Development of germanium/silicon integration for near infrared detection

Show simple item record

dc.contributor.advisor Corbett, Brian en
dc.contributor.advisor Morrison, Alan P. en
dc.contributor.author Gity, Farzan
dc.date.accessioned 2013-10-14T09:22:35Z
dc.date.available 2013-10-14T09:22:35Z
dc.date.issued 2013
dc.date.submitted 2013
dc.identifier.citation Gity, F. 2013. Development of germanium/silicon integration for near infrared detection. PhD Thesis, University College Cork. en
dc.identifier.endpage 167
dc.identifier.uri http://hdl.handle.net/10468/1250
dc.description.abstract Silicon (Si) is the base material for electronic technologies and is emerging as a very attractive platform for photonic integrated circuits (PICs). PICs allow optical systems to be made more compact with higher performance than discrete optical components. Applications for PICs are in the area of fibre-optic communication, biomedical devices, photovoltaics and imaging. Germanium (Ge), due to its suitable bandgap for telecommunications and its compatibility with Si technology is preferred over III-V compounds as an integrated on-chip detector at near infrared wavelengths. There are two main approaches for Ge/Si integration: through epitaxial growth and through direct wafer bonding. The lattice mismatch of ~4.2% between Ge and Si is the main problem of the former technique which leads to a high density of dislocations while the bond strength and conductivity of the interface are the main challenges of the latter. Both result in trap states which are expected to play a critical role. Understanding the physics of the interface is a key contribution of this thesis. This thesis investigates Ge/Si diodes using these two methods. The effects of interface traps on the static and dynamic performance of Ge/Si avalanche photodetectors have been modelled for the first time. The thesis outlines the original process development and characterization of mesa diodes which were fabricated by transferring a ~700 nm thick layer of p-type Ge onto n-type Si using direct wafer bonding and layer exfoliation. The effects of low temperature annealing on the device performance and on the conductivity of the interface have been investigated. It is shown that the diode ideality factor and the series resistance of the device are reduced after annealing. The carrier transport mechanism is shown to be dominated by generation–recombination before annealing and by direct tunnelling in forward bias and band-to-band tunnelling in reverse bias after annealing. The thesis presents a novel technique to realise photodetectors where one of the substrates is thinned by chemical mechanical polishing (CMP) after bonding the Si-Ge wafers. Based on this technique, Ge/Si detectors with remarkably high responsivities, in excess of 3.5 A/W at 1.55 μm at −2 V, under surface normal illumination have been measured. By performing electrical and optical measurements at various temperatures, the carrier transport through the hetero-interface is analysed by monitoring the Ge band bending from which a detailed band structure of the Ge/Si interface is proposed for the first time. The above unity responsivity of the detectors was explained by light induced potential barrier lowering at the interface. To our knowledge this is the first report of light-gated responsivity for vertically illuminated Ge/Si photodiodes. The wafer bonding approach followed by layer exfoliation or by CMP is a low temperature wafer scale process. In principle, the technique could be extended to other materials such as Ge on GaAs, or Ge on SOI. The unique results reported here are compatible with surface normal illumination and are capable of being integrated with CMOS electronics and readout units in the form of 2D arrays of detectors. One potential future application is a low-cost Si process-compatible near infrared camera. en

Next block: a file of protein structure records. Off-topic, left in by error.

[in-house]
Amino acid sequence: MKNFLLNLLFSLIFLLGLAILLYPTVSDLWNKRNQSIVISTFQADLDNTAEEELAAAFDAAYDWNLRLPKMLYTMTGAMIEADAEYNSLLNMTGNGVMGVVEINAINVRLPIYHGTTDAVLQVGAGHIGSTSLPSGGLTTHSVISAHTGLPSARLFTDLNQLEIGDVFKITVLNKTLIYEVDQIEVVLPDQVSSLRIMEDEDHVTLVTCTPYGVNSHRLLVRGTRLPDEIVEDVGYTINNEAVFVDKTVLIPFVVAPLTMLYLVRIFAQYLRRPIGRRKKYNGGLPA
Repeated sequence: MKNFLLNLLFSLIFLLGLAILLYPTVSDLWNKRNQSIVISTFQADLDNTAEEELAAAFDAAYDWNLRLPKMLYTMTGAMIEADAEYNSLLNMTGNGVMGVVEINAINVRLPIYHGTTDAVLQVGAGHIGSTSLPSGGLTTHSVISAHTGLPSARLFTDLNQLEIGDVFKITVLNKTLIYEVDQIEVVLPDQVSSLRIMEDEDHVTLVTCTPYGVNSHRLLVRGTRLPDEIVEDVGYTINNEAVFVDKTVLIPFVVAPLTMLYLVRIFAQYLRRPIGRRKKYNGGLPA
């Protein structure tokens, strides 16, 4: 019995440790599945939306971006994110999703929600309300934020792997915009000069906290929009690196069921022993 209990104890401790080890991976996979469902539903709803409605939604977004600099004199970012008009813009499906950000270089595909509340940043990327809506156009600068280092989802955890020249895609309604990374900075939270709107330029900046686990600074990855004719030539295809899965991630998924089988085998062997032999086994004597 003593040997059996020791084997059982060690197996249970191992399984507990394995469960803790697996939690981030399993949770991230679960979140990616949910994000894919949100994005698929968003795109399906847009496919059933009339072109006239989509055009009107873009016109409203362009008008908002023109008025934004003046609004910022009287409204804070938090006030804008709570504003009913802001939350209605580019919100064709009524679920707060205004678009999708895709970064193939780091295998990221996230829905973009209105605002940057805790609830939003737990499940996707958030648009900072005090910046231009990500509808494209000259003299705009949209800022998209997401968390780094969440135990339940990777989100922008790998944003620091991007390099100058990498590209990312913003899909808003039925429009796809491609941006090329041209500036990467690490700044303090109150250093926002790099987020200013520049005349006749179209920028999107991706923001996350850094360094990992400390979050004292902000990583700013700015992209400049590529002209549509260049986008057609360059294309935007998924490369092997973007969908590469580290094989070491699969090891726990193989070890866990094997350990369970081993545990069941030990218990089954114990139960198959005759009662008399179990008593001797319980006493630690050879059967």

dc.description.sponsorship Science Foundation Ireland (SFI Grant 07/SRC/I1173: Photonics Integration from Atoms to Systems (PIFAS)) en
dc.format.mimetype application/pdf en
dc.language.iso en en
dc.publisher University College Cork en
dc.rights © 2013. Farzan Gity en
dc.rights.uri http://creativecommons.org/licenses/by-nc-nd/3.0/ en
dc.subject Germanium silicon integration en
dc.subject Semiconductor device – design, simulation and modelling en
dc.subject Near infrared photodetector en
dc.subject Avalanche photodiode (APD) en
dc.subject Wafer bonding and epitaxy en
dc.subject.lcsh Integrated circuits en
dc.subject.lcsh Germanium diodes en
dc.subject.lcsh Silicon diodes en
dc.subject.lcsh Semiconductors en
dc.subject.lcsh Detectors--Design and construction en
dc.title Development of germanium/silicon integration for near infrared detection en
dc.type Doctoral thesis en
dc.type.qualificationlevel Doctoral en
dc.type.qualificationname PHD (Engineering) en
dc.internal.availability Full text available en
dc.check.info No embargo required en
dc.description.version Accepted Version
dc.contributor.funder Science Foundation Ireland en
dc.description.status Not peer reviewed en
dc.internal.school Electrical and Electronic Engineering en
dc.internal.school Tyndall National Institute en
dc.check.type No Embargo Required
dc.check.reason No embargo required en
dc.check.opt-out Not applicable en
dc.thesis.opt-out false
dc.check.embargoformat Not applicable en
ucc.workflow.supervisor brian.corbett@tyndall.ie
dc.internal.conferring Autumn Conferring 2013 en


Files in this item

This item appears in the following Collection(s)

Show simple item record

© 2013. Farzan Gity Except where otherwise noted, this item's license is described as © 2013. Farzan Gity
This website uses cookies. By using this website, you consent to the use of cookies in accordance with the UCC Privacy and Cookies Statement. For more information about cookies and how you can disable them, visit our Privacy and Cookies statement